I feel like I’m not only walking down the hill that is the end of my trip, I am running and can’t slow down. The end of my time here will come far too soon. Of course, being in good company helps. After a month of being mostly alone, I’ve found a team.

My first impression of Nepal is “Why is everyone so nice? Are they trying to scam me out of money?” the answer is no, I’m just not in India anymore. While in India, one must really push their way through crowded areas or be swallowed alive by the rushing crowd and I got used to being impatient and shoving my way down sidewalks. In Nepal, there is a lot less pushing and the people are often very little, so it is important that I squelch that habit.

I’m volunteering for two weeks, teaching English to monks on a monastery here in Kathmandu. The monks are little kids, don’t you start imagining me chanting and exchanging cultural experiences with wise old monks. No, no it’s the same old “Teacher! Teacher! He Hitting!” “No pen Teacher!””Teacher! Toilette!?” And other things that are a lot more tolerable coming from these shaved-headed, beady-eyed monsters in monk clothing. They are really fun to teach, but a reminder of why I can’t go into the teaching profession and my disbelief that teaching isn’t the highest paid position on the planet.

I’ve met several other volunteers with the program here, but two of them have officially become my team.

It only takes a second to be drawn to Raluca. That isn’t exclusive to me, strangers we meet are captivated by her confidence and her majestic story. Meeting Raluca was like meeting a “what if?” She left her job one year ago and started traveling. She started off at a yoga ashram in Thailand and was there for 5 months. Then she traveled to a few more countries and went to India for three months where she met her baba. She spent time with the baba, learning the holy man lifestyle in India. He couldn’t understand why she was a project manager at a cosmetics company before “why you spend energies on a lipstick?”

I’ve seen the hippies that dare enter the babas’ tents and they were an anomaly to me, but Raluca has a good sense of humor and a healthy dose of skepticism. My kind of girl. It’s fun to think “What if I keep going? What if I be like her and go as long as I can?” We laugh at the westerners wearing name brand “dirty” clothes and finding enlightenment after they open their chakras.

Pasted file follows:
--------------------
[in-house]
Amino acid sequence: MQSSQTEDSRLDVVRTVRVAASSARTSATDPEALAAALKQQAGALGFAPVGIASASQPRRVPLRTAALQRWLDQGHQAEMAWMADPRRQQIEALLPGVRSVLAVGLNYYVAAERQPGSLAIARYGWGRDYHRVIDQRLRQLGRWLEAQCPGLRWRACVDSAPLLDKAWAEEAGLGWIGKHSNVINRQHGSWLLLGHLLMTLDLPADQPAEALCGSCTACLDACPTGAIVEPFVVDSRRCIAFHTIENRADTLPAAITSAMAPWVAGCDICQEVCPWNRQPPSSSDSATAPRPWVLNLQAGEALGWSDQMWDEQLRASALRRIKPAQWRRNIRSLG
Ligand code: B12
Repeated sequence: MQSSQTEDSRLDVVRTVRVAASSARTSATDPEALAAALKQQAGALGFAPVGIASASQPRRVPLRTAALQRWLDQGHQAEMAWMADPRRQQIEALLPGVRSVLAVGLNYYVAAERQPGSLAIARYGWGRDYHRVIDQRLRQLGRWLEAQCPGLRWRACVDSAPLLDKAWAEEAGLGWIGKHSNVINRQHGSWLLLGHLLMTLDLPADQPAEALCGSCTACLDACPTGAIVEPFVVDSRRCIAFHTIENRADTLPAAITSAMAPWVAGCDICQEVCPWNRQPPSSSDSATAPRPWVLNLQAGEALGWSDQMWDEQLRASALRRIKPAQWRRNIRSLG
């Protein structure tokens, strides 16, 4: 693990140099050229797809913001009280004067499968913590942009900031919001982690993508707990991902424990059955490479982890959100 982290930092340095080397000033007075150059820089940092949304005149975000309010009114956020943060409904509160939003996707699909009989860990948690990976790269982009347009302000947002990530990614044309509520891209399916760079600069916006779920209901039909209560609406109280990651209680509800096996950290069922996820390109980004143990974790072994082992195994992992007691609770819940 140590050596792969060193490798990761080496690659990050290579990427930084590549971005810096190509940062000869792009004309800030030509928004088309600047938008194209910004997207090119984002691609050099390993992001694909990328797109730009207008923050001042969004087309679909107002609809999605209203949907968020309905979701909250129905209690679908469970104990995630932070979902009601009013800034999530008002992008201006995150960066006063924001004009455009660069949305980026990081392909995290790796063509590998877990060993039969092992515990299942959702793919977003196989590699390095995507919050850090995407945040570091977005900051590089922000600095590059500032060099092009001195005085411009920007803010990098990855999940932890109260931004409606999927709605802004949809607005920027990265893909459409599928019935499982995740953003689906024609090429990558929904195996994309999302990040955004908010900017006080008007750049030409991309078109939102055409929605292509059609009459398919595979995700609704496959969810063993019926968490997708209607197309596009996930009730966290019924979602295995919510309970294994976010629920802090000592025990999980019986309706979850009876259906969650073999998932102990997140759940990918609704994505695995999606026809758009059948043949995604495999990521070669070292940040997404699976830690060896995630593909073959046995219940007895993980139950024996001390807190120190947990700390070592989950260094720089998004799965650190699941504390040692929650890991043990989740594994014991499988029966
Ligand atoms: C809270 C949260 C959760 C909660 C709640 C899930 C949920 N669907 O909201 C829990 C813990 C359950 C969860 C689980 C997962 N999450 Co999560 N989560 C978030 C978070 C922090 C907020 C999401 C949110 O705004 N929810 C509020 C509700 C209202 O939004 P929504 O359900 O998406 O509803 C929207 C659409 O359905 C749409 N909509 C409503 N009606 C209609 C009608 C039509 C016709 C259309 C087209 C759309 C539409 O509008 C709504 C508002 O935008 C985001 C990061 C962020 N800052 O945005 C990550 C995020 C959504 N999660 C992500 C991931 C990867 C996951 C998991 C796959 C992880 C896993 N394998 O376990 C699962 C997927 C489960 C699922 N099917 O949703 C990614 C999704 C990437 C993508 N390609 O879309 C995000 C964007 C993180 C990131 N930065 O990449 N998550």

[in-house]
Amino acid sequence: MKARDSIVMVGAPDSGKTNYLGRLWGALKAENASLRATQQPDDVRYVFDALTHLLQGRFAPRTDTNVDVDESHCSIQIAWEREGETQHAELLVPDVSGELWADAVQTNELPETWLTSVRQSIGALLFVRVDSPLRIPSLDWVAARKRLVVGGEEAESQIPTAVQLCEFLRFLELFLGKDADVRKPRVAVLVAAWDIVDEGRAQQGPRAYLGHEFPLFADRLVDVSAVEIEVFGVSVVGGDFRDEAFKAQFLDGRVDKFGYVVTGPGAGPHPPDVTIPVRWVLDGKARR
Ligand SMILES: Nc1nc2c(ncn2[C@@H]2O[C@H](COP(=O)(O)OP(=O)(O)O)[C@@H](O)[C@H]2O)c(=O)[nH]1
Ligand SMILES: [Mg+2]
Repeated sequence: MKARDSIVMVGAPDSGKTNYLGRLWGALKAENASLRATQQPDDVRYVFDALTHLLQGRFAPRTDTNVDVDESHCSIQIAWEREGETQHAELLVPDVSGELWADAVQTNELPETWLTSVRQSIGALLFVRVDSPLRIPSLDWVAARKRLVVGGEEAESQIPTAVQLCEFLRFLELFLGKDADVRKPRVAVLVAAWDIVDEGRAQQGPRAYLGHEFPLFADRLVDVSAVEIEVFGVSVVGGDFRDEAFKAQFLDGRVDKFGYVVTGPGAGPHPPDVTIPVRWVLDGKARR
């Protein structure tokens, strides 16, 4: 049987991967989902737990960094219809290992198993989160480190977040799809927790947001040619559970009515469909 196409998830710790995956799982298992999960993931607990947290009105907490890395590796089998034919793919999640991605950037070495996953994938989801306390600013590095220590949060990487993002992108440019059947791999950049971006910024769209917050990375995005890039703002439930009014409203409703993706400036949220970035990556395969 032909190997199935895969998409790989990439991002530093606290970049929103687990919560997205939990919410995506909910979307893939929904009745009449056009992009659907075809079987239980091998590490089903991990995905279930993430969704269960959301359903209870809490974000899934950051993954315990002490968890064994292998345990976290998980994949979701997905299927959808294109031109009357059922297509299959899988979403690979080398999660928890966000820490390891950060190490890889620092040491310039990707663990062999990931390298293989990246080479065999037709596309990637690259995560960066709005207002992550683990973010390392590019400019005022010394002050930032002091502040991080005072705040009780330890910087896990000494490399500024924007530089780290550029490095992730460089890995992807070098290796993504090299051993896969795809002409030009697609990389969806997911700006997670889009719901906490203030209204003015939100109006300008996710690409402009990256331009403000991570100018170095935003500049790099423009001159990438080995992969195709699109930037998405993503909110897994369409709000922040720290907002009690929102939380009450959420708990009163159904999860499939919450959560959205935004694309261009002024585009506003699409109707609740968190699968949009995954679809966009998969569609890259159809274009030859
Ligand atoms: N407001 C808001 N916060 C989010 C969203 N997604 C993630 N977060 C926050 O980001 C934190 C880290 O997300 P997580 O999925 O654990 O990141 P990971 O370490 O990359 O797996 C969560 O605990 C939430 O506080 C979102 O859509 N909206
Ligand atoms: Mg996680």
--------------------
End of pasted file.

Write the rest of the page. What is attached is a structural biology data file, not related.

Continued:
And then there’s Siddarth. He’s from South India and probably freezing here in the reasonable temperatures. He’s a very smart kid. He’s 18 years old and taking a gap year before he starts his studies at Oxford. A gap year, I’ve learned, is something a lot of European kids do. They take a year off before they start college and travel, work or experience life before they dive back into the books. It sounds like a great idea. I feel some sort of older sister-like obligation to make sure he gets the most out of his gap year. We’ve talked him into traveling with us to Pokhara after our volunteering is over. He’s having a blast traveling with two hippies “We are not hippies! You have no idea!” “I just texted my friends and told them I’m traveling with two hippies. Look! They’re jealous!” He’s started buying “white people clothes” not western clothes like what you’re sitting at home and wearing, this kid is more American than I am “How do you not have What’s app!?” “Oh yeah, the baby boomers are all in Florida”. He bought tourist clothes, Buddhist prayer beads and a monk-style bag so he looks like a tourist. Like us. I’m choosing to take it as a compliment that someone would consider me a hippie, but any hippie swimming the the Ganges will tell you that I’m a Novice and not likely to find a clear path to enlightenment in this life. Maybe next life.

So I’m not alone, but I’m scared to think about the day when I fly home. I called the airline “How much to change my return flight?” “A lot. A fucking lot. Get a job.”






Photo credits go to Siddarth this week. Thanks kid!


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